All patients underwent clinical evaluation at baseline (T0), 4 weeks (T1) and 16 weeks (T2) after the therapeu- tic procedure (fig 2). As a primary outcome measure, we considered pain reduction as measured by VAS. As sec- ondary outcome measures, we considered pain reduction as measured by the WOMAC pain subscale (WOMAC A), and functional improvement as measured by WOM- AC joint stiffness (WOMAC B) and disability (WOMAC C) subscales. All questionnaires were answered before the physical examination performed in the out-patient clinic.

Statistical analysis

Sample size was calculated for the primary end point.

Assuming from a pilot study a mean difference from baseline of 3-points of the VAS score at T2 with an α error of 0.05, a β error of 0.2 the minimum sample size was 17 for each group. Assuming a dropout of 15%, 20 patients per group were required. The statistical analysis was performed using the MedCalc version for Windows. All primary and secondary outcome analyses were performed according to the principle of intention- to-treat [22]. The chi-square or 2-sample t-tests were ap-

plied to compare the differences of the baseline data. A 2-way ANOVA with group (experimental versus control) as the between-subjects factor, and time (T0, T1 and T2) as the within-subjects factor was used to detect any sig- nificant differences between the experimental and control groups and within each group. A Tukey post-hoc com- parison was used to detect any significant differences be- tween the mean values when a significant main effect and interaction were found. The level of significance was set at p<0.05 for all analyses.


A total of 43 patients were randomized into two groups: HA group (n=22) or PRP group (n=21). De- mographic and clinical characteristics of the patients at baseline were well balanced among groups, and are sum- marized in Table I. No complications related to the IA in- jections were registered during the treatment and follow- up period and all patients completed the treatment and performed the post-treatment assessment.

Two-way ANOVA showed a significant group (F=5.529; p=0.02) and time (F=7.491; p=0.001) effect for VAS score, and a significant group and time interac- tion (F=5.174; p=0.007). Particularly, post hoc analysis revealed that VAS scores were significantly lower than T0 values at T1, but not at T2 in the PRP group, thereby indicating an immediate effect on pain of PRP which was afterward lost (at T2 VAS value was further reduced but this reduction was not statistically significant).In contrast, in the HA group the significance between VAS values was reached only between T0 and T2 values. At T2, patients in the HA group had lower VAS values than those in the PRP group, the difference being significant at the 2-sample t- test (p=0.0004). Two-way ANOVA showed a significant group (F=32.070; p<0.0001) and time (F=6.036; p=0.003) effect for WOMAC A, while no significant group xtime Table I. Patient baseline characteristics.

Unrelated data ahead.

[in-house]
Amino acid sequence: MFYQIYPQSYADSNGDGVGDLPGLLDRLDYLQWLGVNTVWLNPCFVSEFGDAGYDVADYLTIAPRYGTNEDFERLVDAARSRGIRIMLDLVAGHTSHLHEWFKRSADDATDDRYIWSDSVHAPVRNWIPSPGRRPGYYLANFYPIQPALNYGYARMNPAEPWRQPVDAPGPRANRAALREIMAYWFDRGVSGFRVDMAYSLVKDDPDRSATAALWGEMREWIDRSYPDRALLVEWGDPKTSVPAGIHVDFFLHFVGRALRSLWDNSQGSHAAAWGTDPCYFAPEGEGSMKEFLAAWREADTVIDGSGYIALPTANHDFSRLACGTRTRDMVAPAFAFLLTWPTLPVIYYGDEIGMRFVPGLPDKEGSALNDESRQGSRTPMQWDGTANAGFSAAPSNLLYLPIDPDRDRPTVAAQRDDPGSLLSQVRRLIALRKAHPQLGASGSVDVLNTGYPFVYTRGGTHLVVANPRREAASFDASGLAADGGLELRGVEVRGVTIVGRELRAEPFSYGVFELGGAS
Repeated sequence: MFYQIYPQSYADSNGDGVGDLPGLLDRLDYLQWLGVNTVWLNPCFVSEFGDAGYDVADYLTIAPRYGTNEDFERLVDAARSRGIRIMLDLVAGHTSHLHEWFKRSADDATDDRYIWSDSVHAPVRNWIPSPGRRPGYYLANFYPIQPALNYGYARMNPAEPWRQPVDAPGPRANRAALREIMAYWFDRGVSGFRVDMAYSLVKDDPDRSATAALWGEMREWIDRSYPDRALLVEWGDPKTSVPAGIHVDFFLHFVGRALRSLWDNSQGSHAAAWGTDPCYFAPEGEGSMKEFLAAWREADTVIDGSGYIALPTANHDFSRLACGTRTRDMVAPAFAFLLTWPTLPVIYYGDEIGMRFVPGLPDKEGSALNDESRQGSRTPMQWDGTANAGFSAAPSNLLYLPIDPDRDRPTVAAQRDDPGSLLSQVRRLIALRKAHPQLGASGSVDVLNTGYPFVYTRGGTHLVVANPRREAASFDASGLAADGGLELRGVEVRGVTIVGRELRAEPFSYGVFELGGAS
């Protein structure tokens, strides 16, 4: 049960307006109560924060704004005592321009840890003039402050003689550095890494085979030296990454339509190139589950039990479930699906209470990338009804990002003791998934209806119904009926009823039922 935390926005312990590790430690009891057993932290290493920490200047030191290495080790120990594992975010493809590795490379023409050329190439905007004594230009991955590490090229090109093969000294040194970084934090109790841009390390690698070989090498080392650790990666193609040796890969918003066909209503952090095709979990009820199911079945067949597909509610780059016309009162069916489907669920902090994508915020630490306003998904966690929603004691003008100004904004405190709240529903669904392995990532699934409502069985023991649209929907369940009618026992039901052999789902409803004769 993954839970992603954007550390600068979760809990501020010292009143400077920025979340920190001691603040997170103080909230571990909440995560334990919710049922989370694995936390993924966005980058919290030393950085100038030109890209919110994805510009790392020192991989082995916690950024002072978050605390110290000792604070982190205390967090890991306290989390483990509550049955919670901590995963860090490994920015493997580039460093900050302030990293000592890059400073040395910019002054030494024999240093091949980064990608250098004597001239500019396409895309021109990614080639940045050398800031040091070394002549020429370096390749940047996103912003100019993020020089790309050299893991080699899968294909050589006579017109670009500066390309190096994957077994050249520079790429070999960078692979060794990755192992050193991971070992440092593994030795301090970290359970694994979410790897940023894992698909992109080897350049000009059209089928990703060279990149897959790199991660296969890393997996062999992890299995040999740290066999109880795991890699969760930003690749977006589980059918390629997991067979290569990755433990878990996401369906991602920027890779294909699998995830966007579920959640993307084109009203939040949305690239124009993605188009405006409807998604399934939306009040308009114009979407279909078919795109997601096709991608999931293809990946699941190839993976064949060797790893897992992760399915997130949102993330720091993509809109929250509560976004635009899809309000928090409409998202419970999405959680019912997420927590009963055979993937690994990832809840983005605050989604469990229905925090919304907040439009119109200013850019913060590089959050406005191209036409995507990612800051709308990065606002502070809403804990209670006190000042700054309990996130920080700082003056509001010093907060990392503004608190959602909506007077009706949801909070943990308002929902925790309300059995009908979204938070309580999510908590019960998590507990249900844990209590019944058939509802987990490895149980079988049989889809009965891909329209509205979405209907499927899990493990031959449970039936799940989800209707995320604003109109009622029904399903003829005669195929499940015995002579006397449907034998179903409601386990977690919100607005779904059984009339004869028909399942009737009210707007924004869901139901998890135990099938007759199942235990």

Platelet-rich plasma group (n=21)

Hyaluronic acid group (n=22)


Age (year) 71.37±6.03 73.62±7.87 >0.05

Sex Female 10 13 >0.05

Male 11 9

K-L Grade II 5 7 >0.05

Grade III 16 15 >0.05

VAS 6.3 (1.56) 7.08 (2.04) >0.05

WOMAC a 55.6 8 (21.2) 46.7 (22.1) >0.05 WOMAC b 53.7 (22.7) 57.6 (26.2) >0.05 WOMAC c 59.8 (22.5) 45.9 (21.7) >0.05 K-L: Kellgren and Lawrence scores, VAS: visual-analogue scale, WOMAC: Western Ontario and McMaster Universities index.


interaction effect was found (F=2.488; p=0.09). Post hoc analysis revealed that WOMAC A scores were signifi- cantly lower than T0 values at T2 but not at T1 in the HA group (Table II). No differences between T0, T1 and T2 values were discernible in the PRP group.

As regards to secondary outcome measures, a signifi- cant time (F=4.436; p=0.01) effect was found for WOM- AC B, while no significant group (F=0.471; p=0.49) or group xtime interaction (F=1.653; p=0.20) effects were found. Significant differences at post-hoc analysis were found only in the HA group between T0 and T2 values. A significant group (F=14.177; p<0.0001) and time (F=3.680; p=0.03) effect was found for WOMAC C, while no group xtime interaction effect was found (F=0.789; p=0.457). Again, post-hoc analysis revealed a significant difference between T0 and T2 values in the HA group. All these results are detailed in Table II.


The efficacy of PRP IA therapy as compared to HA on pain relief and functional recovery in patients with hip OA was tested in the present study which demonstrated an ear- ly effect (4 weeks) of PRP treatment on hip joint pain that however, was not maintained at follow-up. On the contrary, HA produced a long term (16-weeks) pain relief and not a short term response. Interestingly, for all the other outcome measures, no significant effect could be demonstrated.